“It is not possible for emotional habits to sustain themselves, because, being impermanent, their nature is to arise and cease. As you do this you begin to recognize the value of this expansiveness (awareness), which some people call emptiness. Whatever you choose to name it doesn’t really matter, so long as you can recognize it. It’s a natural state, it’s not created – I don’t create this emptiness. It’s not that I have to go through a whole process of concentrating my mind on something in order to be able to do this and then, having done so, hold my mind there in order to block out everything else”.

Ramana Maharshi gave the same advice[2]: “Whatever thoughts arise as obstacles to one’s sadhana (spiritual discipline), the mind should not be allowed to go in their direction, but should be made to rest in one’s Self which is the Atman (the Divinty within); one should remain as witness to whatever happens, adopting the attitude ‘Let whatever strange things happen, happen; let us see!’…..the scriptures declare that thought itself is bondage, the best discipline is to stay quiescent without ever forgetting Him (God, the Self), after resolving in Him the mind which is of the form of the ‘I-thought’, no matter by what means. This is the conclusive teaching of the scriptures”.

We can either be aware of our thoughts or be caught up by them. These are two completely different matters and they feel different. When we are caught up with our thoughts, it is as if we are carried by them to go wherever they want to go. Our emotions and physical reactions comply completely with the flow of our thoughts. On the other hand, when we are aware of our thoughts, it is as if we are sitting still and watching the thoughts float by. The thoughts arise and then fall away into our expansive awareness or as Ramana Maharshi put it, we allow our thoughts to resolve into Him. We just need to experience the difference once; only once; and we will begin to take control of our happiness. This is all there is about enlightenment. There is nothing mystical about it. All of us can achieve it in this life time. We just need to get rid of our bad habits; our conditioning; That is all!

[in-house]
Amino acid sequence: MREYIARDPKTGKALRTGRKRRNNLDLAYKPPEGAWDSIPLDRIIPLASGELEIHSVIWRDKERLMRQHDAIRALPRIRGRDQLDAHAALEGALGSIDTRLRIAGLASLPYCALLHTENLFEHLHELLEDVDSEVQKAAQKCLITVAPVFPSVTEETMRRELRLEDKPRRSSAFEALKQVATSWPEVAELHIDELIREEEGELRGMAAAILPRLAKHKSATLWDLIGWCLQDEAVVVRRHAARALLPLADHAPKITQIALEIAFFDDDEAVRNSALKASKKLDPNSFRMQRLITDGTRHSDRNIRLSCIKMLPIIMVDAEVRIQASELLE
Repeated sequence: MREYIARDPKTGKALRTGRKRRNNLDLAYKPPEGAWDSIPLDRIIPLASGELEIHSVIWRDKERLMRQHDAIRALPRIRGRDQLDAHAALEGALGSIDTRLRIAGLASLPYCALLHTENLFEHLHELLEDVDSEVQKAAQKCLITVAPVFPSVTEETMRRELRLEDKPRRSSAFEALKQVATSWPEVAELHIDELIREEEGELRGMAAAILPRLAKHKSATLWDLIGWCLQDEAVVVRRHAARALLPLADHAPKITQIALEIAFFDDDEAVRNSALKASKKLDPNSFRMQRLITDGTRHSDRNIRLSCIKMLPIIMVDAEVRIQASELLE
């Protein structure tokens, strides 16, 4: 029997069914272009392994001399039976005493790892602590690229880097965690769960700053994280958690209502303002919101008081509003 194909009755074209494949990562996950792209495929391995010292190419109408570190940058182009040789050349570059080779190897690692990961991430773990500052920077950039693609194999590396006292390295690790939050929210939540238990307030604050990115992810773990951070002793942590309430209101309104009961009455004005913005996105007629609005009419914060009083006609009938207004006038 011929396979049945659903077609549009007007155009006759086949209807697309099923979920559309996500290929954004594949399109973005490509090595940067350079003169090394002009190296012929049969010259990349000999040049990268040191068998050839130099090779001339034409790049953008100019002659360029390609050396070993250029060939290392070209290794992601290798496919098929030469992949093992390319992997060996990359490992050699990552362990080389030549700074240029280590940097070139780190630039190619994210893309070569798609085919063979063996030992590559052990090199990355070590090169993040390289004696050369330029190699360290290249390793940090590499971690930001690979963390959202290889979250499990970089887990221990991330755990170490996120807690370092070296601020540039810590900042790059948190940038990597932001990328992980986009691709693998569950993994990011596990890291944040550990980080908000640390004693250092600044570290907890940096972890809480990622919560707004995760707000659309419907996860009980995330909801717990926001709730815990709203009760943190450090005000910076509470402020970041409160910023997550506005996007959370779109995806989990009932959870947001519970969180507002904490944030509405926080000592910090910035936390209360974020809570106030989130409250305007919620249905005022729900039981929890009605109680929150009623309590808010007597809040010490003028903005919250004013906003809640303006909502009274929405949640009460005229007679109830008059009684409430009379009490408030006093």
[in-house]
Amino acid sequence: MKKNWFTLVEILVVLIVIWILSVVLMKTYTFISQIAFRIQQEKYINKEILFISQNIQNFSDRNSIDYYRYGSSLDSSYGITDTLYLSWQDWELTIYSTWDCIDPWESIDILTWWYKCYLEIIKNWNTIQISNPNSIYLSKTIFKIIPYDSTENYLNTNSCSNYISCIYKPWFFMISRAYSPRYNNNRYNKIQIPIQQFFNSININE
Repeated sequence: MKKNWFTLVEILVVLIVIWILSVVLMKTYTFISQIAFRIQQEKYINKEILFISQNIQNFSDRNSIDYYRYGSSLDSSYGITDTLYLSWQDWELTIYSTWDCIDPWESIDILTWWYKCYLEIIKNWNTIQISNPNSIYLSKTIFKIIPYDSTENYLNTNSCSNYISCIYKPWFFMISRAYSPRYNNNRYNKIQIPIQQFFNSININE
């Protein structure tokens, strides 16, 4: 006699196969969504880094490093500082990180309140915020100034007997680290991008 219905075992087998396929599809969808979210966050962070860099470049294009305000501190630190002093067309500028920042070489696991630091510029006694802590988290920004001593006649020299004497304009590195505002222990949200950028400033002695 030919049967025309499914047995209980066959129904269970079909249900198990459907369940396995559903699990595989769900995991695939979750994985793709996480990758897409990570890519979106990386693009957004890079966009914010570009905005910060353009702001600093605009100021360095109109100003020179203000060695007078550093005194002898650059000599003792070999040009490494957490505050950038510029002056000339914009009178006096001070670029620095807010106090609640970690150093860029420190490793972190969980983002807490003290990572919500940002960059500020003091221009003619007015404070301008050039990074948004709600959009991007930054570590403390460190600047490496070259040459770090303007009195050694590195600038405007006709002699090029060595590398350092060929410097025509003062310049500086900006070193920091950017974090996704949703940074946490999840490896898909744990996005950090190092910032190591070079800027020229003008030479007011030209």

Ramana Maharshi said that the mind is an object of consciousness. It is an object and does not have any inherent power of its own. It appears as if conscious because of association with consciousness; just like a red-hot iron ball appears hot in association with heat but is not inherently hot. It is limited, non-eternal, and ever changing. It is only through awareness that we can experience Ramana Maharshi’s wisdom. Without awareness, our mind, the storage of all our conditioning, appears to have an inherent power and becomes our master. With awareness, we see the mind as it truly is; an object of consciousness; a tool we use to live in this material world. Upon death, it is no longer required and we live it behind together with all the other treasures we have accumulated throughout our life.